It was one of the last nights for the Wyoming Drive-In. Last for us, certainly, but the gravel hillocks were still populated with brave souls on lawn chairs, wrapped against the chill November night. The Drive-In's response to our turning from the sun was simply to move from three movies a night to four. In high summer, when the sun sets late, the first shows begin around 9pm. These November nights, however, bring shows at 7:30pm, 9:30pm, 11:30pm, and either a 1:30 or 3:00am, depending.

Alexis picked me up from work, and we'd both looked at the movie schedule. My vote? Chicken Little...Alexis? Saw II. After the pizza, I whined all the way down 94, but insisted that we see Saw. Ugh, my faith in humanity is shot.

At a drive-in, you can pull back a bit and distance yourself from the movie, and I spent most of the time with my glasses off, my iPod on full blast, digging chocolate-covered pretzels out of the ice cream, and loudly asking:

"What's happening?"
"Is she dead?"
"Why'd he do that?"
"Is he sad about what he did?"
"If people really got killed like that, you'd see their x-rays, right?"
(Her response: "Well, dead people don't come to the ER.")
"Did he die by burning or by smoke inhalation?"
"Is she a bad guy?"
"Whose knife is that?"
"What's that noise?"
"What happened before?"

The windows were open, and the guys getting high in the next car must have been *pissed*.

As a side-note: Why, I ask, in Dearborn, Michigan, with the River Rouge flames licking up into the far-off night, in a mini-mart where the black men and the Arab men stare daggers at one another through the bullet-proof glass, why is the only Ben & Jerry's available "Chubby Hubby?" This is not a good ice cream. You'd better have a strong spoon because you will be spending your next hour digging the pretzels out of the goo and flinging vanilla/caramel/fudge-swirled hunks out the car window. Sheesh.

Friday, November 04, 2005

Pool with the people

It hasn't been that long that I've been barreling along these diagonal paths at this half-assed state school. (Harvard of the West? My whole ass. Harvard is the Harvard of the West, this is like the Var-Hard of the West. And whatever Var is, I mean it in this case to imply "self-congratulatory".)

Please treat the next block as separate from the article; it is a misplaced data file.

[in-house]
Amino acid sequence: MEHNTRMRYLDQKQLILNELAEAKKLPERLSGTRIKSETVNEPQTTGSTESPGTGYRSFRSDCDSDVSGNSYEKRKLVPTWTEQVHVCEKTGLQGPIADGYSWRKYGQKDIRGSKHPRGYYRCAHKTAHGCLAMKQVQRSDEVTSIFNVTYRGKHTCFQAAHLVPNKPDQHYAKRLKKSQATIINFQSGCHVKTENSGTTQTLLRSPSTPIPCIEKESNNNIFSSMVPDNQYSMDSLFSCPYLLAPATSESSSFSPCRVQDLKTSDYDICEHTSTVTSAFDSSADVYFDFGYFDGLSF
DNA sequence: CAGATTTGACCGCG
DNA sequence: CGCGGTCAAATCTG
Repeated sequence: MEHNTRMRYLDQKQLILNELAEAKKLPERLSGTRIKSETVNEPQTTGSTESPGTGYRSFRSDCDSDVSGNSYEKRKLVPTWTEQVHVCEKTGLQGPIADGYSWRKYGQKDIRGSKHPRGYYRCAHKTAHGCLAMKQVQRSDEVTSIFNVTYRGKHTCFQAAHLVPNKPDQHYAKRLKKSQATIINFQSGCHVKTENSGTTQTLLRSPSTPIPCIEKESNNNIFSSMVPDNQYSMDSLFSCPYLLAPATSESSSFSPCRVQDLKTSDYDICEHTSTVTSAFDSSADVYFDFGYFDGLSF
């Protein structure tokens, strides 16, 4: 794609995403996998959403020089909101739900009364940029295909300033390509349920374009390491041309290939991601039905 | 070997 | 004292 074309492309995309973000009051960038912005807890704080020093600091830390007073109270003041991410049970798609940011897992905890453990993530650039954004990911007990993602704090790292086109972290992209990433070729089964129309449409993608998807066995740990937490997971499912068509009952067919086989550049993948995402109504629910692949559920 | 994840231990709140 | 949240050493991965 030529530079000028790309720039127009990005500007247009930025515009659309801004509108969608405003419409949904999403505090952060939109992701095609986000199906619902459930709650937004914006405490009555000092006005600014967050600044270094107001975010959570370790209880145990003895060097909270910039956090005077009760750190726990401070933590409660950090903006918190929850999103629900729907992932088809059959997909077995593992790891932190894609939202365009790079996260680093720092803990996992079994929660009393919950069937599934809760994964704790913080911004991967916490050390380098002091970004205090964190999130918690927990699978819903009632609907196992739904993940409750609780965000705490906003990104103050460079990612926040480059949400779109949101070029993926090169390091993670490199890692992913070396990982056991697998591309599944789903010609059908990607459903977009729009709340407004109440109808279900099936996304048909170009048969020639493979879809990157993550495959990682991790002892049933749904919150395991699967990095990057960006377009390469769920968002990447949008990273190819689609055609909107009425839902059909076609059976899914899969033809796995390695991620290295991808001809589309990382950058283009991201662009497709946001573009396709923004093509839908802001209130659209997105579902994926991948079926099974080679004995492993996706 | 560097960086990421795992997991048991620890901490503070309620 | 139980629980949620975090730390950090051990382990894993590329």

Mostly, my cross-campus forays have either been:
A. On wide, perfectly smooth, gently curving paths that were primarily abandoned because my classmates were in Paris getting facials, or
B. On crowded pathways on steep (generally icy) hills with classmates who you can generally assume to be suicidal (and should therefore not walk behind).

The paths here are crowded with dumb-as-shit Michiganders and girls from NY and NJ, all of whom wear those simply infuriating split-skirt stretchy pseudo-Yoga things. Have I written here recently about how angry that piece of clothing makes me? Angry, angry, angry. I mean, those girls are not doing Yoga, they are spending their early Saturday mornings (a prime Yoga time) rising from the bushes, recovering from whatever they drank, and standing in line for a morning-after pill. (Which, you can only get on Saturdays here until 1pm, so get up early, girls!) The only thing that makes me angrier is seeing a pair of pants flopping out of fucking Uggs. Fucking ugh!

Whew, I have to calm down - I'm beginning to split my shirt.

Anyway, as you might imagine, I spend a lot of my traveling time here being furious. Surprise! This fury manifests in two significant ways: the glare, and People Pool. The glare is pretty easy to understand, but People Pool takes some 'splainin. (In all honesty, I've always ended up messing with personal space. When I was in the corporate world, I regularly got in revolving doors with folks. This is surprisingly hysterical, and the best way to do it is to keep a perfectly straight face - suits don't really know what to do. Usually, they'd force out a strained hello, and I'd turn my face towards them and give a low "Hey, howya doin'." Ah, good times.) Also, I feel I must defend myself - I wouldn't achieve half this much intensity of anger if these folks knew how to use the path -